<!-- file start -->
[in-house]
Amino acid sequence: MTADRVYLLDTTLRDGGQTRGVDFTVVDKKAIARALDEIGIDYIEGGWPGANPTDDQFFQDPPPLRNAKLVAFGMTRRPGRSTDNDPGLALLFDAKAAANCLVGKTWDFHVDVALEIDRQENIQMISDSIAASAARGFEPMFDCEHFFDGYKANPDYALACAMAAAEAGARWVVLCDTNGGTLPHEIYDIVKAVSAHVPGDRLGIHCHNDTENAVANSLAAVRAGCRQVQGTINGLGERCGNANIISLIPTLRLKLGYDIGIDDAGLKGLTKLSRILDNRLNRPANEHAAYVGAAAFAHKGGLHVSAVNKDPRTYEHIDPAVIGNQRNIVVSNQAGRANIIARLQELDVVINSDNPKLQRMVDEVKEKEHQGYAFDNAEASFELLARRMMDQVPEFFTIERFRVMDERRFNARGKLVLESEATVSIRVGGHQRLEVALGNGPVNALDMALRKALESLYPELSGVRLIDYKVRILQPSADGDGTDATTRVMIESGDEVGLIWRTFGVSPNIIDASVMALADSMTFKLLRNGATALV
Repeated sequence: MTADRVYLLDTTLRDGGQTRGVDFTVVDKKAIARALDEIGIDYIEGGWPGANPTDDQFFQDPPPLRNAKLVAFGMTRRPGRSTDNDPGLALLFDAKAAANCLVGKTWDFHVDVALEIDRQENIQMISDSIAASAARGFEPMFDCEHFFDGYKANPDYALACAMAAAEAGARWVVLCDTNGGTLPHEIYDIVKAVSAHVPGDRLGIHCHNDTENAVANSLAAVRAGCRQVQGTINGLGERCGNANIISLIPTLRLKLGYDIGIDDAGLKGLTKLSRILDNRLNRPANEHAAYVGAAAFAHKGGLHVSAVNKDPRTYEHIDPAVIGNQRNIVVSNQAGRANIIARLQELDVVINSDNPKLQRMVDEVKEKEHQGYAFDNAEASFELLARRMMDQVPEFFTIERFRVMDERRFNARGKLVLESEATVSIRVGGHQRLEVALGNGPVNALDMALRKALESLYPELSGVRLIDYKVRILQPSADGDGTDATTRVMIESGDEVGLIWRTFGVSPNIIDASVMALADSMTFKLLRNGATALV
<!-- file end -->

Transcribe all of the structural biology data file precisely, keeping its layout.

[in-house]
Amino acid sequence: MTADRVYLLDTTLRDGGQTRGVDFTVVDKKAIARALDEIGIDYIEGGWPGANPTDDQFFQDPPPLRNAKLVAFGMTRRPGRSTDNDPGLALLFDAKAAANCLVGKTWDFHVDVALEIDRQENIQMISDSIAASAARGFEPMFDCEHFFDGYKANPDYALACAMAAAEAGARWVVLCDTNGGTLPHEIYDIVKAVSAHVPGDRLGIHCHNDTENAVANSLAAVRAGCRQVQGTINGLGERCGNANIISLIPTLRLKLGYDIGIDDAGLKGLTKLSRILDNRLNRPANEHAAYVGAAAFAHKGGLHVSAVNKDPRTYEHIDPAVIGNQRNIVVSNQAGRANIIARLQELDVVINSDNPKLQRMVDEVKEKEHQGYAFDNAEASFELLARRMMDQVPEFFTIERFRVMDERRFNARGKLVLESEATVSIRVGGHQRLEVALGNGPVNALDMALRKALESLYPELSGVRLIDYKVRILQPSADGDGTDATTRVMIESGDEVGLIWRTFGVSPNIIDASVMALADSMTFKLLRNGATALV
Repeated sequence: MTADRVYLLDTTLRDGGQTRGVDFTVVDKKAIARALDEIGIDYIEGGWPGANPTDDQFFQDPPPLRNAKLVAFGMTRRPGRSTDNDPGLALLFDAKAAANCLVGKTWDFHVDVALEIDRQENIQMISDSIAASAARGFEPMFDCEHFFDGYKANPDYALACAMAAAEAGARWVVLCDTNGGTLPHEIYDIVKAVSAHVPGDRLGIHCHNDTENAVANSLAAVRAGCRQVQGTINGLGERCGNANIISLIPTLRLKLGYDIGIDDAGLKGLTKLSRILDNRLNRPANEHAAYVGAAAFAHKGGLHVSAVNKDPRTYEHIDPAVIGNQRNIVVSNQAGRANIIARLQELDVVINSDNPKLQRMVDEVKEKEHQGYAFDNAEASFELLARRMMDQVPEFFTIERFRVMDERRFNARGKLVLESEATVSIRVGGHQRLEVALGNGPVNALDMALRKALESLYPELSGVRLIDYKVRILQPSADGDGTDATTRVMIESGDEVGLIWRTFGVSPNIIDASVMALADSMTFKLLRNGATALV